Emailing a Form

A common thing on websites is to get some information from the user. Perhaps you want to solicit comments or allow people to request to be added to your mailing list. Maybe you want to allow them to order some merchandise. In general, an interactive site like that is way outside the scope of this course (see CS 304, instead), but we can do a specific case where an HTML form is emailed to a fixed address using JavaScript and Ajax.

For this example, we are imagining that the website will allow the user to order a t-shirt, specifying the size, color and a message. The size and color are chosen from menus, and the form will ensure that the user doesn't forget to choose a value.

Once the user fills out the form, they can click the submit button, which will first check that the required inputs have non-empty values, and then invoke a function to handle the submit event. That function does several things: (1) Formats the email message by copying the user's data into a template element, rather like the Madlibs assignment, then (2) extracts the formatted message as text and sends it to the server using Ajax. There is a custom PHP script on the server that sends the email.

Here's the example:

T-Shirt Form

Here's our example form:

The response is here:


Here's the email message we want to send. In practice, you would probably make this element hidden, using display: none, but we've left it visible so you can understand what's happening.

Note that the line breaks in the source code will be preserved in the email, so you can format the email message however you like.

My name is CUSTOMER and my phone number is PHONE. My email address is EMAIL.

I would like a SIZE shirt, in COLOR with this message:


How It Works

Earlier, we gave a high-level description of how the application works. Let's dig into more of the details now.

First, build the form you want. That's just HTML and CSS, so while it's tricky to get all this looking just the way you want, there's no JavaScript involved. Note that we don't currently cover radio buttons and checkboxes in CS 110, because the HTML coding is trickier, and the JavaScript to determine the value of the input is more complex. So if you want those kinds of inputs, you will have to go beyond the scope of CS 110. Talk to your advisor.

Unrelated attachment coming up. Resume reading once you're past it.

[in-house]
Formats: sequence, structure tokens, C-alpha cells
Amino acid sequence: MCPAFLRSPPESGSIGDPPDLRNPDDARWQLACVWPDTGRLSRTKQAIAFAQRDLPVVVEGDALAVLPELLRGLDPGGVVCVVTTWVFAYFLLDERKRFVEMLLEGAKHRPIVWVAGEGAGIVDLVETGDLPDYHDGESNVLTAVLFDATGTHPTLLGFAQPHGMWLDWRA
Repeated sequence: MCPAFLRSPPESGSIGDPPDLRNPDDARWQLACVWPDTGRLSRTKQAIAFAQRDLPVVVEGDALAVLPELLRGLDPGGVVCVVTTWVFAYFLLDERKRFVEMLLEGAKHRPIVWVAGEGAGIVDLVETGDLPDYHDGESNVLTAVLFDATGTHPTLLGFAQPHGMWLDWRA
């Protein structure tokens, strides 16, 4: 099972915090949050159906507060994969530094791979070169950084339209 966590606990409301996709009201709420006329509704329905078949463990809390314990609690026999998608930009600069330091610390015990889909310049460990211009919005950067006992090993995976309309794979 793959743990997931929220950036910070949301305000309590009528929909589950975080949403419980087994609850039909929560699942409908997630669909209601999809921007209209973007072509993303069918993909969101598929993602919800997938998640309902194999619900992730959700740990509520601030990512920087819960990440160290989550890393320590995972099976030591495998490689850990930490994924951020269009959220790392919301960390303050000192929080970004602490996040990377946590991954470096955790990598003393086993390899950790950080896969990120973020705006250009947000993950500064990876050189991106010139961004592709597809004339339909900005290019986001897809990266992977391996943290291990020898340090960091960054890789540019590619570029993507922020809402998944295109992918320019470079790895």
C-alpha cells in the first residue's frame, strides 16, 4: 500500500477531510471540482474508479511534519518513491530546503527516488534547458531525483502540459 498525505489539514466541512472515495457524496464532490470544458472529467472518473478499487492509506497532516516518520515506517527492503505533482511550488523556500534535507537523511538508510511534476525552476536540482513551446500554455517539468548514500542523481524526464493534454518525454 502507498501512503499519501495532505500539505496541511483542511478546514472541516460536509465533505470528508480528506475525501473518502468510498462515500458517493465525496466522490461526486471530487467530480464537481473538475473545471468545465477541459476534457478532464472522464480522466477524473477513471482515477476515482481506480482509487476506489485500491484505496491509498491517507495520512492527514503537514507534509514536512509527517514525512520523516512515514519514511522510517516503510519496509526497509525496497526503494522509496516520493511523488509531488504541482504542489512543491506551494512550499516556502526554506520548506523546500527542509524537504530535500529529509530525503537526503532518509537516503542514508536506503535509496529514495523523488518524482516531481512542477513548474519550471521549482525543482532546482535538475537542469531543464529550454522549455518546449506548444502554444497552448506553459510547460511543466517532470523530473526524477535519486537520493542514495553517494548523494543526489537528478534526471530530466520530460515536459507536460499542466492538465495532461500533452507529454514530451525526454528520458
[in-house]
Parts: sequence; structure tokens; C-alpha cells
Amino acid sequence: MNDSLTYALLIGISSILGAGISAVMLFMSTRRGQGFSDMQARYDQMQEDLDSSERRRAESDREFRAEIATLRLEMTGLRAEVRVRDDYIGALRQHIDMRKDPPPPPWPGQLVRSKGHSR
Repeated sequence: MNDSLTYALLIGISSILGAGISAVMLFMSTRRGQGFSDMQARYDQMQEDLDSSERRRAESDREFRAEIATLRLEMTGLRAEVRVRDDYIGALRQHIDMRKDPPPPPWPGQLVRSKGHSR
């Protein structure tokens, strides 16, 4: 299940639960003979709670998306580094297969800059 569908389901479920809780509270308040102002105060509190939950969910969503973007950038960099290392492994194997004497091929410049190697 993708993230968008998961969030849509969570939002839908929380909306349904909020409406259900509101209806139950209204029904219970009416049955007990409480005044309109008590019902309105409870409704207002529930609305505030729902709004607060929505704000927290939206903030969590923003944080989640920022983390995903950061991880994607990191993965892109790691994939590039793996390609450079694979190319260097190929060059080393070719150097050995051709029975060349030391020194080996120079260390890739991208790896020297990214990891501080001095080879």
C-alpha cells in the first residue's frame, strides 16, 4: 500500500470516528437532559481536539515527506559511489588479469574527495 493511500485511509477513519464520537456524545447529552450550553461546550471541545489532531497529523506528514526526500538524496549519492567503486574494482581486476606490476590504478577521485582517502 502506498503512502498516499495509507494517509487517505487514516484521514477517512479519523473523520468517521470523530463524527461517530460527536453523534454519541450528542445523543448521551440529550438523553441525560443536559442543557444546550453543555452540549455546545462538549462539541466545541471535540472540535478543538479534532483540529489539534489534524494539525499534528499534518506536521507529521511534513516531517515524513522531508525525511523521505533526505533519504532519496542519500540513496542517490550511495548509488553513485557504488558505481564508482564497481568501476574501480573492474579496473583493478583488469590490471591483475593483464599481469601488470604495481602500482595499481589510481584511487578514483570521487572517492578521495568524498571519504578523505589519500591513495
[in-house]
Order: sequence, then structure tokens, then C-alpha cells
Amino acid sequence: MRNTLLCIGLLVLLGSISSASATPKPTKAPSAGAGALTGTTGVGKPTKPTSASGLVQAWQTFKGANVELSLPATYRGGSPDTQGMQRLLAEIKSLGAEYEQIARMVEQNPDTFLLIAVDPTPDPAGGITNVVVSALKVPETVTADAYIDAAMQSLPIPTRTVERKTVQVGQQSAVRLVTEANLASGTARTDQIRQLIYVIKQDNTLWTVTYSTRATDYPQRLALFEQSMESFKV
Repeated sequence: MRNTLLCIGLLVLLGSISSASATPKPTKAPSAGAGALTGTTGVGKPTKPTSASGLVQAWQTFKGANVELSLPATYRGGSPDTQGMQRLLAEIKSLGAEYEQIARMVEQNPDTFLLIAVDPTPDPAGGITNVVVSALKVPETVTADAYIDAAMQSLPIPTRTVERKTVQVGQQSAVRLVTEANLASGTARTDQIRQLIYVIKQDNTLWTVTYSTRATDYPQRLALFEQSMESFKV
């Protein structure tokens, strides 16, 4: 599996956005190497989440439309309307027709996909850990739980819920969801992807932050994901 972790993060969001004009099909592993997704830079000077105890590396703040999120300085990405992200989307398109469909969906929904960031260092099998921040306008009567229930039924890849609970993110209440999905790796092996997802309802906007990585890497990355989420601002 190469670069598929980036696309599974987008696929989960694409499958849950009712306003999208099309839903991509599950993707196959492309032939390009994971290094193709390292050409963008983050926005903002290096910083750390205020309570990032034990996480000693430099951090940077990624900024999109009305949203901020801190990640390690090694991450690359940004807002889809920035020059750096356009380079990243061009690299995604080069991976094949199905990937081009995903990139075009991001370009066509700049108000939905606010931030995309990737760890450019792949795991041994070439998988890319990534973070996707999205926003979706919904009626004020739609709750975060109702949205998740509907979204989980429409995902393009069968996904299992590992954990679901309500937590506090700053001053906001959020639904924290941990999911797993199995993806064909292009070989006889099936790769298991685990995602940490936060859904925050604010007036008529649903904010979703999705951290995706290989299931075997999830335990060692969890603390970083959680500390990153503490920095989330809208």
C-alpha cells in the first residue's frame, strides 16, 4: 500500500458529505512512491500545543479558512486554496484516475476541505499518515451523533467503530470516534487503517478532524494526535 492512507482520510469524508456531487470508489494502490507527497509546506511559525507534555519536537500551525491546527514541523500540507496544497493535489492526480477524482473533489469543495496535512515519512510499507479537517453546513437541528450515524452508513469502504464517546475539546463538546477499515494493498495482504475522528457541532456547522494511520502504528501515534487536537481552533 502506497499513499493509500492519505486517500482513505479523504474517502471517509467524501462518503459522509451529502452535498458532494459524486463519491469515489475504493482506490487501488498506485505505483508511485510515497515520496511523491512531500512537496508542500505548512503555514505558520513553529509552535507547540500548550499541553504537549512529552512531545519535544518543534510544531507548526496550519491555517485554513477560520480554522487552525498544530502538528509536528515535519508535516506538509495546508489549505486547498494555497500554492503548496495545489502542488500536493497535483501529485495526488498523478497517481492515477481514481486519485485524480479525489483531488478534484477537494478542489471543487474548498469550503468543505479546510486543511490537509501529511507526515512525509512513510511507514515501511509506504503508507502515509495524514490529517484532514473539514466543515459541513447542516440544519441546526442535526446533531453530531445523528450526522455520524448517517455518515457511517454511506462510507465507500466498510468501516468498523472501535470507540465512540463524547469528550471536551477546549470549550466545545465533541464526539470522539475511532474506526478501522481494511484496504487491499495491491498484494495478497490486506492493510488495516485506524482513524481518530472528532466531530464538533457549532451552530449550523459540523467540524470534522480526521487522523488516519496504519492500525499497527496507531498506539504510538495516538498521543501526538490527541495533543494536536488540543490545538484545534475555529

The action of the form should be a custom PHP script, created using the web application that we provided in class and lab. That PHP script sends email messages to a fixed email address that you supplied when you used the web application to create the PHP script. This means that your users don't have any choice about where the email message goes: it goes to the email address you specified.

If you want to make certain inputs required, as we did, you can add the required attribute to those inputs. Modern web browsers will look for that attribute and stop the form submission. Again, no JavaScript is necessary.

Second, build the formatted mail message. Leave it visible during development; you can always hide it once you are done. Again, this is just plain HTML. No CSS is necessary, since you're just formatting text. Put placeholders into the template like this:

    <div id="email_body">
      My email address is <span class="addr">EMAIL</span>.

Third, define a function that will copy over the data from the form into the formatted email message. The function will look like this:

function format_message() {
    $("#email_body .addr").text( $("#tshirt_form [name=addr]").val() );

Test that function and get it working before you go on. The body of your email message will be created like this, so make sure the value looks like you want:


Finally, write a function that will invoke the send_email_using_ajax function to send the email. That function needs four inputs:

  1. the name of the sender
  2. the email address of the sender
  3. the subject line of the sender, and
  4. the body of the email, as one string.

Sometimes these are drawn from the order form, as we've done here, but they don't have to be. Here's the function for our example:

function email_tshirt_order() {
    var name = $("#tshirt_form [name=customer]").val();
    var email = $("#tshirt_form [name=addr]").val();
    var dest = $("#tshirt_form").attr("action");
    send_email_using_ajax(dest, name, email, "T-shirt order", $("#email_body").text());
    // Because this is now a 'submit' handler, we want to prevent
    // the normal form submission, since we are using Ajax instead
    return false;

Note the documentation of the last few lines. This function will be a handler for the submit event for the form. We don't want the form submitted, because we're doing it with Ajax instead, so this function must return false.

There's one last step, which is to attach that function as the submit event handler, like this:


That's it. View the source of this example for the full details.